Kevin learns that, though interior design can be a wonderful way to let people know who you are, it can also be a way others try to keep you from doing so.
I recall learning early on — from the kids who invited me home after school to trade comics, assemble models and watch TV — about the human impulse to introduce new people to your world (and thereby learn about each other) by showing off “Our Stuff.” As kids, It was if to say, “Look around. This is who I am. See anything we have in common?”
In college, that process became an essential part of dorm life. Sports memorabilia, religious iconography, music, art, books and movies: collectively they telegraph something of our identity. A total stranger only had to walk into my room, thumb through my burgeoning music collection or glance at the framed posters on my wall to know instantly who they were dealing with.
But there was one resident in particular who introduced me to the concept of design as a form of warfare. Herbie was a stoner whose first roommate mysteriously disappeared halfway through the fall semester, which perfectly suited his hermitic demeanor. But in the spring, university housing dropped another roomie on him — a babyfaced Jonny Quest doppelgänger named Tony.
Tony seemed unfazed by the indignities that drove Herbie’s first roommate away; the late-night phone calls, the unmistakable stench of pot. One night, Herbie began his siege by painting the walls of their room black and the ceiling red, then letting the excess paint drip down the walls like blood. He followed that up with posting Playgirl centerfolds on the wall and leaving ungodly refuse in their shared sink.
Prince of Dartness
The last time I saw them together one afternoon, Tony came tearing around a corner of the dorm hallway and blazed past me. I took another step or two, and from around that corner, Herbie stepped out and took a stance, aiming a kiddie suction-tip dart gun at his roomie. Herbie had a malevolent gleam in his eye as he took aim — and that’s when I saw that Herbie had replaced the suction tips with needles he’d crudely taped in their place. He pulled the trigger and caught Tony squarely in the back. I recall a yelp as the shot felled Tony like some animal brought to ground on safari. Soon after, critical mass sent Tony packing and Herbie was once again master of his own domain.
Whatever his methods, Herbie had a point about marking one’s territory. When I partnered, I found myself giving up more and more of my tastes to please them. My first partner David and I bought a custom couch and chair we’d seen on The Real World. He chose the fabric — off-white with subtle vertical stripes. I chose their infinitely more colorful covers — bold red for the couch and blue for the chair with cactuses and cowboys and horses replicated from the inside of Boy Scout sleeping bags. As we drifted apart, David got a dog who made several unwelcome contributions to our once-prized pieces. When we parted, I left the dog and the furniture in his care.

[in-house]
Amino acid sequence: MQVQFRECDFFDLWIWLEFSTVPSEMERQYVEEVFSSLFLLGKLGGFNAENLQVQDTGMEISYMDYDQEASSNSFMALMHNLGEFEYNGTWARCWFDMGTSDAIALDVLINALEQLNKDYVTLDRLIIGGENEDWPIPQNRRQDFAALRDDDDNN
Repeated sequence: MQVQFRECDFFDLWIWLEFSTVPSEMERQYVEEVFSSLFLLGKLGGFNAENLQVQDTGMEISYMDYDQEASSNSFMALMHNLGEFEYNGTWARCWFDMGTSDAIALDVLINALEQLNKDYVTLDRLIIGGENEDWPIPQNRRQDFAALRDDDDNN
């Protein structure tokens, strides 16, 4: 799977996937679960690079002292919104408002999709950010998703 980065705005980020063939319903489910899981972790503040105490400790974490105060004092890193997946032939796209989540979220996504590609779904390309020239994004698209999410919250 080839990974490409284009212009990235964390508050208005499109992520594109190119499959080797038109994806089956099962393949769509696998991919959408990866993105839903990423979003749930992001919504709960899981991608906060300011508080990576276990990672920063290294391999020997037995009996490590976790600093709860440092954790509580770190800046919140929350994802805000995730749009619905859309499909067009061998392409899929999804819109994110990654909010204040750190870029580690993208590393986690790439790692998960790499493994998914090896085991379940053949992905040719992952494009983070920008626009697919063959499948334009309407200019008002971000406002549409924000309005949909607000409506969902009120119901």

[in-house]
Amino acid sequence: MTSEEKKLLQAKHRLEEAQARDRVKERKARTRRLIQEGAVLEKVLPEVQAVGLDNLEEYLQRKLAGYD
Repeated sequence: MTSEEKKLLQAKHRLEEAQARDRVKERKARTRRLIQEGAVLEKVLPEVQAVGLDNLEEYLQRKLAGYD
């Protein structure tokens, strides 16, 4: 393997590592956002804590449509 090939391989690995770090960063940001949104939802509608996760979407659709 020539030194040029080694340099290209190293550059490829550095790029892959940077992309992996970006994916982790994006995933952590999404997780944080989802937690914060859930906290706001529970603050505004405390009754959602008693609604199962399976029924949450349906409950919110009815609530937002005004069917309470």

Ray, my next partner (and now ex-husband), was enthralled with Asian minimalism — which meant I had to say goodbye to my folk-arty Santa Fe-style dining room table and chair set. I was permitted wall art — a gold record for my Otis Redding album essay, a blown-up frame of film with the American Indian head test pattern (from when television actually used to sign off overnight), a 2008 Obama poster and a cartoon by a friend who’d won a Pulitzer.
Our condo boasted a view of the Seattle skyline and Space Needle not unlike Frasier’s TV home. A stark a leather-and-chrome couch and chair set sat at one end of our living room, offset by a dining table of mahogany and smoked glass. I felt like I was living at a law firm.
An Unwitting Game of Peek-A-Boo
His favorite features were the floor-to ceiling windows, which had to be kept blinds-up all day, every day. I quickly learned that in such an environment, you cannot stumble out naked to make your coffee without posing for a neighbor with a telescope.
I tried to push back against his austerity by suggesting an element of fancy: “How about a restored barber chair from the Baby Boom era?” I asked. I’d loved them since my first haircut and thought the novelty would really liven the place up. (And candidly, it plays into the Captain Kirk fetish I’ve had since childhood that’s only gotten worse since Chris Pine took over the role.) He nixed the idea, and as a consolation prize let me design a desk that could be closed into a cube. Very Asian minimalist. I assume that after I left, he used it for kindling.
Eventually I decided to stop depending on anyone else to shape my world. I began to accept how little of the universe any of us actually controls, as well as asserting my will over what sits behind my front door.
Now I’m in a tiny NYC apartment that leaves little room for dramatic decor decisions. I did recently repurpose a set of carefully mismatched ‘40s and ‘50s luggage into a chest of drawers, and the shelves remain crammed with books and movies that have brought me a lifetime of delight. These days, a stranger could walk into my place and once again have an inkling of who I am just from looking at my stuff. And maybe someday I’ll figure out how to squeeze in that vintage barber’s chair.
Are you a Design Warrior? Know one? tweet about it @metrosourcemag.
Read more POV articles by Kevin Phinney:
What Happens When Self-Expression Turns Domineering?
The Greatest Love of All Is Not Easy to Achieve
Discovering Your Identity: The Trek from Straight Boyfriend to Gay Daddy
First on Your Travel List: Know When to Go Commando
Stand-Up Comic Bill Hicks Was Made for Stardom, and Then . . .
Kevin Phinney Finds A Meaning for Christmas All His Own
A Brief History of Exactly How Not to Lose Weight
Sydney Summer: One Sure Way to Beat ‘the Seattle Freeze’
Last modified: August 8, 2018